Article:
Day 30: Casa de Luna to Sawmill Campground
Trail miles 478.2-498.2
June 1, 2019
Thru hiking is a strange endeavor. From a certain perspective, it is extremely selfish. I voluntarily give up time I would otherwise devote to school, work, or family to walk nearly all day nearly every day for many months.
My time is my own, and I use it to think of things that are important to me. But often, the most important thing is getting up or down the next hill, which sometimes requires me to empty my mind and simply walk. What does all this empty time do to my brain? At times, I find that I am more present in a moment’s pleasure or pain. Other times, I discover myself far away, adrift in a space of memories and aspirations.
My walking takes place on a path routed and built to accommodate horses, and I use maps produced using GPS data. Navigation is therefore trivial. The scenery is stunning, the friendships burn hot and bright, and the rhythm of the days thrums in time with the sunrise and the changing seasons.
I feel a consistent sense of accomplishment when I retire to my tent each night to check which pages of the map I walked across that day. And I feel a thrill as I leaf through the next few pages to check my water sources and camping options for the coming day.
Not long ago, a twenty mile day seemed huge. Today I hiked 15 miles before noon, took a two hour lunch break, then breezed through the final five miles to camp, feeling fresh.
A stretch of 100 miles no longer sounds like a daunting week’s hike. It sounds like 5 days of food: 25 bars for breakfasts, a pound of peanut butter and 15 tortillas for lunches, some noodles or rice and five tuna packets for dinners, and a few pounds of snacks to fill in the gaps.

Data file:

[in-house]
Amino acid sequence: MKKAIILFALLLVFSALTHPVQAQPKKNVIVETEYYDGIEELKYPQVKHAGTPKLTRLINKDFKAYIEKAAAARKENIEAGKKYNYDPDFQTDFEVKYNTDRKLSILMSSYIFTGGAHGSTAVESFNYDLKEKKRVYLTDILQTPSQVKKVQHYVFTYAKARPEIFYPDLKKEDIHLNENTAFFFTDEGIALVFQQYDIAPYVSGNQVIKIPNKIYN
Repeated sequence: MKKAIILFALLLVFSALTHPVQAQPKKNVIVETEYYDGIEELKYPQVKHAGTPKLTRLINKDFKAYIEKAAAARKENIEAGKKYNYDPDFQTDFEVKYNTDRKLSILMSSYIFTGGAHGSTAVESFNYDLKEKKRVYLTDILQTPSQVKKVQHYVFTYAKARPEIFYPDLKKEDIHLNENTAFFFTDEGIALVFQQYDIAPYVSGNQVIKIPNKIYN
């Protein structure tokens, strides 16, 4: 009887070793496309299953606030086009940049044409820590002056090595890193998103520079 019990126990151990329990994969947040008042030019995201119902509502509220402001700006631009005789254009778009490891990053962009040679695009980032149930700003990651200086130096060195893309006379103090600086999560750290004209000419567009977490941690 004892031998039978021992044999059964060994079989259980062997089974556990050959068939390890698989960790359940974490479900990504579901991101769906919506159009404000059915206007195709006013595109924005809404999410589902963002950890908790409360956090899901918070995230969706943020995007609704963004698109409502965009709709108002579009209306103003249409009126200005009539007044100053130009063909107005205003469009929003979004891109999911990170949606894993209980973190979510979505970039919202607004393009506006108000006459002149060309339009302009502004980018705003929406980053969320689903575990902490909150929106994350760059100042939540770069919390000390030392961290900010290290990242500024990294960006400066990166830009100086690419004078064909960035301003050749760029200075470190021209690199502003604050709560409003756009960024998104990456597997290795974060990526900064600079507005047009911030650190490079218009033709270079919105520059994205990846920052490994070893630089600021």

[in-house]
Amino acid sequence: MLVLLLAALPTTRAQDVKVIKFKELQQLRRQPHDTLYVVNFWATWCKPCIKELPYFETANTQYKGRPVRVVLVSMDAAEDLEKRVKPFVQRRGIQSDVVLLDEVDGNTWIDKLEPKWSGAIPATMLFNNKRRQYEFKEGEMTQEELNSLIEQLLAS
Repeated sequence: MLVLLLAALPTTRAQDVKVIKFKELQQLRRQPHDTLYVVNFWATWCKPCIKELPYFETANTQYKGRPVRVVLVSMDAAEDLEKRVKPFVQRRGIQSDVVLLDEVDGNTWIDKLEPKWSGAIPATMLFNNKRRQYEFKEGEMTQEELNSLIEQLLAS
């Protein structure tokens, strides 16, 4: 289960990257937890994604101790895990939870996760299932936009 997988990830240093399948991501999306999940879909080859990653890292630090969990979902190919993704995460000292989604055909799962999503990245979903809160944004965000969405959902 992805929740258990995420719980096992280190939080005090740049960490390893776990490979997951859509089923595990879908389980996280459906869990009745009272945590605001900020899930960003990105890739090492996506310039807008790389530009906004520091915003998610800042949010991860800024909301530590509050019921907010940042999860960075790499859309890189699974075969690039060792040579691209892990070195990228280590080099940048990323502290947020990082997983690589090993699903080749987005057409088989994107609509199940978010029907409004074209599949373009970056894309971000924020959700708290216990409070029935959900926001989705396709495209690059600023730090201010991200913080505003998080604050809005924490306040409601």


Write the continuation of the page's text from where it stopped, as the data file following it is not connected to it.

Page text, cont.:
My food often makes me wonder about my environmental impact as I walk this trail. Because I am pushing my body more than I would in normal life, I am eating far more than I ever have at home. Moreover, the packaging I use on the trail is wasteful, and far exceeds what a normal person needs in daily life. Nearly everything I eat comes individually wrapped in plastic and foil. It couldn’t stay fresh otherwise.
On the other hand, I don’t use much water. My showers are infrequent at best, and I’ve been wearing the same outfit, unwashed, for the better part of a week. The water I drink on the trail comes mainly from springs and small streams, and I treat it myself, by passing it through a filter, rather than relying on a municipal water treatment plant.
Although I travel mostly by foot and although I carpool in towns when I hitchhike, my travel by car to start the trail and my transportation when I eventually go home are fuel-intensive and cannot be construed as necessary in any way.
In fact, no part of this trip is necessary, which returns me to the thought that thru hiking is a selfish endeavor that utilizes a large number of resources I would not otherwise need.
But an obvious counterpoint to this argument is that the experiences I have on the trail may shape me into a more environmentally conscious person who takes a greater interest in protecting public land and wilderness areas in my life off the trail. And by sharing some of these experiences, through my writing and my pictures, perhaps I can foster these same intertwined senses of inspiration and responsibility in other people.
The effect that my time on the trail has on the rest of my life is hard to fathom now, and the changes it is inducing in my outlook are far from complete. But once in a while, it feels important to take a longer view of this trip and ask myself again, “Why hike?”